Key targets: A pair of in-state prospects are near the top of the Commodores' wish list -- safety Rashaan Golden of Nashville and ESPN 150 receiver Josh Malone of Gallatin, Tenn.
In some ways, social media is often a popularity contest. And few fare better in popularity contests than Notre Dame, which attracts attention like no other on an annual basis, win or lose.

The latest example comes from the Tulsa World's Kelly Hines, who compiled a list of college football coaches by Twitter followers.

No. 2 on the list? Brian Kelly.

The fourth-year Irish coach has 91,042 Twitter followers as of the writing, trailing only LSU's Les Miles, who has 105,760.

Anyone who has seen Miles live-tweet a sporting event in the past should not be all that surprised, given the Tigers coach's seemingly unfiltered thoughts on everything.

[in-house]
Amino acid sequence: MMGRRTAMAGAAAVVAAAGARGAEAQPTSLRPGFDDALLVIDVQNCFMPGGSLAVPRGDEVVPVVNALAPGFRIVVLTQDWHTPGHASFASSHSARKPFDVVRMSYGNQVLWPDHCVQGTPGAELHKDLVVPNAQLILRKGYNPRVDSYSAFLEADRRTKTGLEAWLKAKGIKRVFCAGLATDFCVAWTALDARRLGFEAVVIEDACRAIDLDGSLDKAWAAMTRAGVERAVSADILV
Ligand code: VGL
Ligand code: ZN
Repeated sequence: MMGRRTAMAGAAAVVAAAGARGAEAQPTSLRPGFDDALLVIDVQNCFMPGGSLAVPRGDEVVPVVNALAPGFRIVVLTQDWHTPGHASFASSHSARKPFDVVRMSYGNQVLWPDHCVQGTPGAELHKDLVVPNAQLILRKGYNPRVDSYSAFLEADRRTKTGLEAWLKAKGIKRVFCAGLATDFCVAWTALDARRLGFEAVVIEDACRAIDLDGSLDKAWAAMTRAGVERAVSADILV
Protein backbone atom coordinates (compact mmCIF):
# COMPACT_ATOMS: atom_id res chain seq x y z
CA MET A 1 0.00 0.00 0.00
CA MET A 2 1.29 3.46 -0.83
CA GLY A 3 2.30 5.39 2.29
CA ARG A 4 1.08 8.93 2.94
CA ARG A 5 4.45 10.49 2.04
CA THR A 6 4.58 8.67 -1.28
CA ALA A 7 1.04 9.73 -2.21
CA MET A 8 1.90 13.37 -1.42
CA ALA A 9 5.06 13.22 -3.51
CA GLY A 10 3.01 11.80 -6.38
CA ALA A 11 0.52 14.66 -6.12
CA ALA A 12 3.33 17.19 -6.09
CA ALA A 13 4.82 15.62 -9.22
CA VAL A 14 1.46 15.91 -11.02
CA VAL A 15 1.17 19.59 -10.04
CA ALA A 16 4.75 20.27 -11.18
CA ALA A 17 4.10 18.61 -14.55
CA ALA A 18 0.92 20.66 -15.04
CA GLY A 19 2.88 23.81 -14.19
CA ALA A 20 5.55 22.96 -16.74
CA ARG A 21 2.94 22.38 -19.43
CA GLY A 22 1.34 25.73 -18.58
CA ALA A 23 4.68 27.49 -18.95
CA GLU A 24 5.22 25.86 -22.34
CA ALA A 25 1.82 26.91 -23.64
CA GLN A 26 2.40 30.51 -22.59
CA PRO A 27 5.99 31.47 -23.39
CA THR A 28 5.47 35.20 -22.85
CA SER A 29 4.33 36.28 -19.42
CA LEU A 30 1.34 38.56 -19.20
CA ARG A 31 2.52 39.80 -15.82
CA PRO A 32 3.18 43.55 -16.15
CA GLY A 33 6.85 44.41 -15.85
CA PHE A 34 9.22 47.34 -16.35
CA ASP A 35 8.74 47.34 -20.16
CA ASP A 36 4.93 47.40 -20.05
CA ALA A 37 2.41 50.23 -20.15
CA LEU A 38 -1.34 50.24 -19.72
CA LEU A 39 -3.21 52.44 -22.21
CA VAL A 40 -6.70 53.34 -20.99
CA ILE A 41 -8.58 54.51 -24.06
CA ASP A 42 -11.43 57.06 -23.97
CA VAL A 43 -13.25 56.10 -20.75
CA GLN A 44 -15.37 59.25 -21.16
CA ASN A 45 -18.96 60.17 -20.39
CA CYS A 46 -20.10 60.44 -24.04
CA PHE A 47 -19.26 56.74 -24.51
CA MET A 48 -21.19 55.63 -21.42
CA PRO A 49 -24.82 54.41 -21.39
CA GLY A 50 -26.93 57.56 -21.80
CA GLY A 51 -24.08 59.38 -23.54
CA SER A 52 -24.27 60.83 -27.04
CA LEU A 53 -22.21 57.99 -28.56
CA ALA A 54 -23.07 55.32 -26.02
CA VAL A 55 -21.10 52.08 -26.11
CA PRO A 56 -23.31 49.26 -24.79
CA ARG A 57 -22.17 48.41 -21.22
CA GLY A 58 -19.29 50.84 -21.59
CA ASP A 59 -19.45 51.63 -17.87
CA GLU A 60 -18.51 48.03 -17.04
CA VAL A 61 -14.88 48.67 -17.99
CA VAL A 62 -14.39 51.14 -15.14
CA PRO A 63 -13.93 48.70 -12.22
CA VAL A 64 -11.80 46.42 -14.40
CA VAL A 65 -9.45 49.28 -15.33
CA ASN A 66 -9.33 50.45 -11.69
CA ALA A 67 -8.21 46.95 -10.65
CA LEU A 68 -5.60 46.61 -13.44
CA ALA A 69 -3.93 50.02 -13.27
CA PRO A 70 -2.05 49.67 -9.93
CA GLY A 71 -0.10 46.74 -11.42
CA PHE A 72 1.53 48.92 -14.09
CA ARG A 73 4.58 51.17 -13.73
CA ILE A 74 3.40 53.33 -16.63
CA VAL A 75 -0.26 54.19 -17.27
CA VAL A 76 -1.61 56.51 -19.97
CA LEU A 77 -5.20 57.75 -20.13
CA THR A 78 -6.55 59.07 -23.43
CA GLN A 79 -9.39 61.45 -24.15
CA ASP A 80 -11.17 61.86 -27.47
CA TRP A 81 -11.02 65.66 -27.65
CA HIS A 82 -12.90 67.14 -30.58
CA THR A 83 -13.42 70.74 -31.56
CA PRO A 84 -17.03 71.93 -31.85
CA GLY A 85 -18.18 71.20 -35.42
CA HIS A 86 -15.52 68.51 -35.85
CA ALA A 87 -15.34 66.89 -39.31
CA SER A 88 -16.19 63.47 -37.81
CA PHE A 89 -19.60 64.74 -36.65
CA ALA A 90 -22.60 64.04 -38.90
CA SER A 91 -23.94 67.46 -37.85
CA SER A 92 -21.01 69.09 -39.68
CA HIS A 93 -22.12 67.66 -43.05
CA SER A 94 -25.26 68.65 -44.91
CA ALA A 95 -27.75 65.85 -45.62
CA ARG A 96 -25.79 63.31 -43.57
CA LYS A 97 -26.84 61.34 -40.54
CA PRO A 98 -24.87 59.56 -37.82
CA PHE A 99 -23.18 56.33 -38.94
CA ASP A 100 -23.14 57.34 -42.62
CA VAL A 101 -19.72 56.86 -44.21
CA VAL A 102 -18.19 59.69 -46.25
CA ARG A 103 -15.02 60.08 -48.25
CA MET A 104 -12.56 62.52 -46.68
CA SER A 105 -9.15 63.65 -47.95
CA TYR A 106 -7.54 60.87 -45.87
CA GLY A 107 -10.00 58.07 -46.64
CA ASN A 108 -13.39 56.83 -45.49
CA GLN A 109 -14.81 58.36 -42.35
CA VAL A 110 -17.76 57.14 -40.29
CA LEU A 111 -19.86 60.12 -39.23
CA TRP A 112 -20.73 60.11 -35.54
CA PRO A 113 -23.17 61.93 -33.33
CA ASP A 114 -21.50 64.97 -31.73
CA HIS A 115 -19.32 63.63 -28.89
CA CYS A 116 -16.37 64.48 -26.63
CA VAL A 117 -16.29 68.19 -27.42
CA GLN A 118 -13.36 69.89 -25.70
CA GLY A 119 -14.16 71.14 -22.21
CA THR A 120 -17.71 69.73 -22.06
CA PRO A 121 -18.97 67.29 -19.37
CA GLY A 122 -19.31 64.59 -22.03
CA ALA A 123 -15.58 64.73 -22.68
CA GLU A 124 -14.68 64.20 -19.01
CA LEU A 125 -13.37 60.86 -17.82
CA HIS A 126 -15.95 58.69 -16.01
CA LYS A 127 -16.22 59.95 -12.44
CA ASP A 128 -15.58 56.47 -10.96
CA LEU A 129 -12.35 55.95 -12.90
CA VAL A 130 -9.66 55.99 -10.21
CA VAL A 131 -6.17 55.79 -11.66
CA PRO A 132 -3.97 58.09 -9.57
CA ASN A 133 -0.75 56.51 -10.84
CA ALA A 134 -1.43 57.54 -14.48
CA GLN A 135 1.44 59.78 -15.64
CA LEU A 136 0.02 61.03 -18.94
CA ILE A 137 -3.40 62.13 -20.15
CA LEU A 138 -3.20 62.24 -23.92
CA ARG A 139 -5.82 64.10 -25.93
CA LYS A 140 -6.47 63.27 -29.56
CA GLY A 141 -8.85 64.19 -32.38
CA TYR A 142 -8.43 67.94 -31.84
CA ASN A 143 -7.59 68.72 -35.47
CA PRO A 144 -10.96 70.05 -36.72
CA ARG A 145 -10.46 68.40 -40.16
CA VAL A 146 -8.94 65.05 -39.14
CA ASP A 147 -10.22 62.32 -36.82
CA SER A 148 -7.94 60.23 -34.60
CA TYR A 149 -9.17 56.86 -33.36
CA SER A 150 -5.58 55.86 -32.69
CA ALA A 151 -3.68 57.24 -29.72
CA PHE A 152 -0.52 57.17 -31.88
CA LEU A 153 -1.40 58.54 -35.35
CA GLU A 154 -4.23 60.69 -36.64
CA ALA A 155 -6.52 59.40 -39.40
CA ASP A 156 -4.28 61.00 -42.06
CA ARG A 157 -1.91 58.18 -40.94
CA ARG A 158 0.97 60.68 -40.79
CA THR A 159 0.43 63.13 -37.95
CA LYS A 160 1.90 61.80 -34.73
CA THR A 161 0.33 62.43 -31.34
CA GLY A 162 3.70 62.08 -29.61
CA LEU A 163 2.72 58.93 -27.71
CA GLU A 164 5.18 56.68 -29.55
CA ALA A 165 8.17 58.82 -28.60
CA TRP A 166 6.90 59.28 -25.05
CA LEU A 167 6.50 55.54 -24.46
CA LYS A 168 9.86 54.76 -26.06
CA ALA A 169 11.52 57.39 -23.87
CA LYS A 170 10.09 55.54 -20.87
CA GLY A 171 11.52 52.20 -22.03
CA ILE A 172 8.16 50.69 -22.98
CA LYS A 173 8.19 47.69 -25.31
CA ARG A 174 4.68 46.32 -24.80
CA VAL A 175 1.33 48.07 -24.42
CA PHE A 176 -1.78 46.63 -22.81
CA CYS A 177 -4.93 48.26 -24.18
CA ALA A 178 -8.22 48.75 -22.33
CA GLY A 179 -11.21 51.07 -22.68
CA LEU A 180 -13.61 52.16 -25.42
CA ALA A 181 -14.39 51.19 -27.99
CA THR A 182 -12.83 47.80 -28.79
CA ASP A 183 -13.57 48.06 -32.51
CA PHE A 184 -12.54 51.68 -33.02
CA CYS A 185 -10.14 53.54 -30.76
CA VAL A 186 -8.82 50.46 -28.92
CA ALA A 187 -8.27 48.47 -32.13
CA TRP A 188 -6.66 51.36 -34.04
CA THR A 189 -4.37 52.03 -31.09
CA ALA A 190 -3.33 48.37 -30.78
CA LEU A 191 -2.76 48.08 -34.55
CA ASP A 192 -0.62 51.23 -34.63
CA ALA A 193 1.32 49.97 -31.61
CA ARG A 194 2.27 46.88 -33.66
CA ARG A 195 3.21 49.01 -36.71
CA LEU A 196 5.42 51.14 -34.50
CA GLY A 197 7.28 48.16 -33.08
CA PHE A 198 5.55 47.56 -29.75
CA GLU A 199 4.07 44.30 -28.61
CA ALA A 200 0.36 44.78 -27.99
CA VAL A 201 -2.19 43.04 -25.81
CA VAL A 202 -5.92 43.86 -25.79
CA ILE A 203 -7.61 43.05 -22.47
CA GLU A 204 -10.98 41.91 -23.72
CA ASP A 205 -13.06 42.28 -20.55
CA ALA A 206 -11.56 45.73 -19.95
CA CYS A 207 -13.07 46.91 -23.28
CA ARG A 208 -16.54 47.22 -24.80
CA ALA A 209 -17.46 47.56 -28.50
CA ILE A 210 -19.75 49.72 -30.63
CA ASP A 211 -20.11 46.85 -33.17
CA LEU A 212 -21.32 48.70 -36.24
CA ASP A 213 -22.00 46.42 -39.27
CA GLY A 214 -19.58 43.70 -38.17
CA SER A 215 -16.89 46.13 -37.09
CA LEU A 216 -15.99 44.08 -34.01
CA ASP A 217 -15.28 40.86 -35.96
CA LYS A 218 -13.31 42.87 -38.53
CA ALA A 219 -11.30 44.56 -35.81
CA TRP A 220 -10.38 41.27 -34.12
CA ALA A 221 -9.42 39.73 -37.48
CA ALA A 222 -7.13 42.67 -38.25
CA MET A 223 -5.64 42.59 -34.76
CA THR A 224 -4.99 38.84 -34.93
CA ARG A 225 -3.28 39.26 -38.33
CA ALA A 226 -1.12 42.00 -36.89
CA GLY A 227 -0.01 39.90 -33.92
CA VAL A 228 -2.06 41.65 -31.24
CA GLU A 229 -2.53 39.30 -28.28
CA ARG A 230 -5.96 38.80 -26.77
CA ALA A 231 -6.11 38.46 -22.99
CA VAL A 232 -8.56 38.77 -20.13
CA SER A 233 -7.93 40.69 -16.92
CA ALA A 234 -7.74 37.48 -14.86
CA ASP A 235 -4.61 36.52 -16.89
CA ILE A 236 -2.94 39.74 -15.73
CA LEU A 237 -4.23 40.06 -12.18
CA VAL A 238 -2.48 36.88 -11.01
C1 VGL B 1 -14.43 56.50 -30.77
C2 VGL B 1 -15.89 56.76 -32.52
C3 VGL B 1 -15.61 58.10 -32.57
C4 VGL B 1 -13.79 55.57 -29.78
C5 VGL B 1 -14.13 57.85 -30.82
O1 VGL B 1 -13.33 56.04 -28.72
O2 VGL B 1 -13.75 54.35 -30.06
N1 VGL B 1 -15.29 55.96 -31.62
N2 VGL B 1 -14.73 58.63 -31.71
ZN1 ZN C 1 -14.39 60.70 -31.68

Kelly's successor at Cincinnati, new Tennessee coach Butch Jones, checks in at No. 3 on the list, at 75,300 followers.

Other coaches of interest to Notre Dame fans are USC's Lane Kiffin (18th, 29,790), Kansas' Charlie Weis (28th, 17,460), MSU's Mark Dantonio (39th, 9,425), BYU's Bronco Mendenhall (53rd, 4,560), Nevada's Brian Polian (60th, 3,046), Temple's Matt Rhule (66th, 2,289), UMass' Charley Molnar (76th, 1,548) and Navy's Ken Niumatalolo (84th, 837).

Post-spring SEC QB races update

April, 23, 2013
Spring might be done in the SEC, but there are a handful of teams that still have fun quarterback races that haven't finished.

I mean, it's only the most important position on the field. But history has taught us that having the wrong quarterback lining up for you isn't exactly a recipe for success -- especially in the SEC.

Here's a look at how quarterback races in the SEC look as we leave the spring and head into the offseason:


Brandon Allen vs. Brandon Mitchell: After Saturday's spring game, coach Bret Bielema made it sound pretty clear that he's comfortable with the idea of having Allen be his starter. He's the better pure passer and was more consistent this spring. Mitchell is more athletic, and there will be packages for him this fall, but Allen's ability to not turn the ball over as much this spring really helped put him ahead. Edge: Allen